After Misty Comes Marie: Breaking Barriers in ‘The Nutcracker’


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She may not remember it, but during the first summer of her life Charlotte Nebres canvassed for Barack Obama with her mother, Danielle, who carried her in a sling. She attended political rallies. And on a frigid day in January 2009, she accompanied her parents and older sister to his inauguration.

When Charlotte was 6, Misty Copeland became the first female African-American principal at American Ballet Theater. That, she remembers.

“I saw her perform and she was just so inspiring and so beautiful,” Charlotte, 11, said. “When I saw someone who looked like me onstage, I thought, that’s amazing. She was representing me and all the people like me.”

Now Charlotte, a student at the School of American Ballet, is breaking a barrier herself: She is the first black Marie, the young heroine of “George Balanchine’s The Nutcracker,” at New York City Ballet. It’s a milestone for the production, which dates to 1954.

The importance of the casting hit Ms. Nebres, who herself danced growing up: “What does this mean in a larger context? That was just a whole different conversation than that initial, oh my gosh, you’re going to do this thing.”

When she told Charlotte that she was the first, Ms. Nebres said, her daughter’s response was: “Wow. That seems a little late.”

The children at the school, no matter their ethnicity, are growing up with role models like Mr. Obama and Ms. Copeland to guide them. Ms. Nebres, who has three children enrolled at the school — Charlotte, whom she called “a free spirit,” is the middle child — said she tries to be mindful of that. “It’s tough because we have past hurts, past injuries and disappointments,” she said, “and you don’t necessarily want to color their worldview that way. You want them to approach it with their fresh perspective.” She added: “It really gave me chills thinking about it.”

She’s not alone. Kai’s mother, Kavita Misra, said she was proud that her son was cast this season. “It’s a historical moment and he is privileged to be a part of it,” she said, later adding: “I think at some point they’re just dancers. And that’s what trumps everything else.”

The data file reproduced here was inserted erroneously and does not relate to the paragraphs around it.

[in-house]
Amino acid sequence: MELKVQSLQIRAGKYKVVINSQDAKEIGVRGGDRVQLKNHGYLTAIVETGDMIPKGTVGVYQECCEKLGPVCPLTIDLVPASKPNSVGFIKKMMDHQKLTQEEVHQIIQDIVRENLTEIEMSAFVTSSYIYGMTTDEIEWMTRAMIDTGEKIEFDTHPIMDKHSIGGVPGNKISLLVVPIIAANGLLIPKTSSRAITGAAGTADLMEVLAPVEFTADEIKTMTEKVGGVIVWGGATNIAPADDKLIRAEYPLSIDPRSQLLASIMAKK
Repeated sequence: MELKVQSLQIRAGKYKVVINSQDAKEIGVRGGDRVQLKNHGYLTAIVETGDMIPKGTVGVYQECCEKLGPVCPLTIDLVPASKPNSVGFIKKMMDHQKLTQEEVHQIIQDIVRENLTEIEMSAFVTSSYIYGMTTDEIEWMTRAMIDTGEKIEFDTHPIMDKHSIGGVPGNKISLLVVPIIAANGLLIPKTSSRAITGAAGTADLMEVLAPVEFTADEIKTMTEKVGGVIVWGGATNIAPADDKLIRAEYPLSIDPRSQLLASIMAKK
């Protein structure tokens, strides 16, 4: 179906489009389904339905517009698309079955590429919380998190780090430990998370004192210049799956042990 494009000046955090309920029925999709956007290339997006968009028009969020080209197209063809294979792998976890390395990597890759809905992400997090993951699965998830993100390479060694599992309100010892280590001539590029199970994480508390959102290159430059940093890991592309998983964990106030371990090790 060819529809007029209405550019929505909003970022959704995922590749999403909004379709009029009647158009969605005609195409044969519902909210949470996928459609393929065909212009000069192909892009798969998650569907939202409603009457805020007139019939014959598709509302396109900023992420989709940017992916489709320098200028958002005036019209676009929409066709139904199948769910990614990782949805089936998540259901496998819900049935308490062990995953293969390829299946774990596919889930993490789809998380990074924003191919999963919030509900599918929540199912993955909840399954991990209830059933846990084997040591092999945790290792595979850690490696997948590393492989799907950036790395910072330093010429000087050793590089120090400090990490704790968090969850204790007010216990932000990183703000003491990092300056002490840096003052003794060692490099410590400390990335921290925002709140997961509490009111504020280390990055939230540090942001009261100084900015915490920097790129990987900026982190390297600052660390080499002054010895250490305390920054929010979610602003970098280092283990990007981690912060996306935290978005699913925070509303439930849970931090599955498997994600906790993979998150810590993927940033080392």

Casting for “The Nutcracker” is not a casual act. Dena Abergel, the children’s ballet master of City Ballet, considers many things, from a dancer’s size and dependability — how often does an 11-year-old hold a Lincoln Center stage? — to dramatic finesse. Tanner, at 13, is older than the others with, Ms. Abergel said, an “inborn princely quality,” while Kai, 11, has “a really sensitive soul — his demeanor is so open.”

Sophia, 12, and Charlotte each have a delicacy. Ms. Abergel said both are quiet in class but stood out to her onstage — Sophia in the party scene of the “Nutcracker” last year and Charlotte as Little Red Riding Hood in “The Sleeping Beauty.” Charlotte ran away with the role — and even surprised her mother, who hadn’t realized she was so theatrical.

“I just thought, they picked the wrong child,” Ms. Nebres said. “She is introverted in a way. But then when I saw her, I thought, O.K., I’m the one that doesn’t know Charlotte.”

Ms. Nebres laughed. “I think that’s the most interesting thing about this experience for me,” she said. “You don’t know what people are seeing in your child, and they are definitely seeing something in her.”

But kids have opinions, too. Earlier this month, this year’s Princes and Maries took a break from rehearsals to talk about the dedication and fun of training to become ballet dancers.

What follows are edited excerpts from that conversation.

What is it like to represent the changing face of S.A.B.?